Hong Kong’s legal and business services professionals laugh their stress away, part of Operation Santa Claus
- Some 34 professionals take time out on Saturday morning to stretch and get into the magic of laughter to pursue emotional wellness
- Occupational therapist Harrison Kong says laughter, intentional or not, is conducive to mental well-being
Dozens of legal and business services professionals from a law firm took time out on Saturday morning to stretch and get into the magic of laughter with a group of fellow Hongkongers which was pursuing emotional wellness.
The team of 34 from Deacons connected with other participants in the event – Kind mind day – by practising laughter yoga, an exercise that helps attendees laugh their stress away.
Led by occupational therapist Harrison Kong Lok-hang, the players started by clapping their hands and chanting “ho-ho, ha-ha-ha”.
Instead of adopting different yoga poses, they were encouraged to move around and interact with each other.
Deacon’s team shook hands and mingled with 25 individuals brought together by the Mental Health Foundation, a charity that organises events to advance mental wellness of Hongkongers.
Cheers filled the private function held in a restaurant in Wan Chai as participants were increasingly drawn into the session and the pretend laughter soon became spontaneous.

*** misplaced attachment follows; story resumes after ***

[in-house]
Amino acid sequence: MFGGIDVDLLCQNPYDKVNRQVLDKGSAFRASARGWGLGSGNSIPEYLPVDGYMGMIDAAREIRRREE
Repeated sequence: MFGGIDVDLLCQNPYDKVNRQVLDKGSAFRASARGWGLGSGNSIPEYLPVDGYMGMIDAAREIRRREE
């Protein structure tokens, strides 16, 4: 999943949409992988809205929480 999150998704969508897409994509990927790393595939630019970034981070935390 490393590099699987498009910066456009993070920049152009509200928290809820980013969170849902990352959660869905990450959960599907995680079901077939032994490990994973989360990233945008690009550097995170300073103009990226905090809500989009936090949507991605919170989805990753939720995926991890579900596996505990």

After about 20 minutes of a good guffaw and playful workout, attendees were directed to take a deep breath and relax.
Kong, who has been teaching laughter yoga for three years, believed the exercise would bring physiological benefits, and said laughter – intentional or not – was conducive to mental well-being.
“We don’t need to differentiate between pretend and genuine laughter,” the occupational therapist said.
The Mental Health Foundation is one of the 13 beneficiaries of Operation Santa Claus, the annual charity drive organised by the South China Morning Post and public broadcaster RTHK, while Deacons is a supporter.
Deacons senior partner Lilian Chiang Sui-fook hoped more people would understand the importance of mental health.
“Hong Kong is a highly stressed society,” she said, adding that she believed many Hongkongers had been coping with mental health issues in silence.
A recent study by the University of Hong Kong found nearly one in 10 Hongkongers had suspected depression.
Chiang said Hongkongers should help their peers who were living with mental health issues.
“We are an open society,” she said. “We must squarely face the issue and provide support for people in need,” she said.
She said her colleagues were keen to help the less fortunate members of society.
“It’s a very worthy cause,” Chiang said.
Bernie Ng Kai-ming, an employee of the law firm, said he had regularly taken part in the company’s volunteer programmes.
“I want to do my bit whenever I get an opportunity,” he said.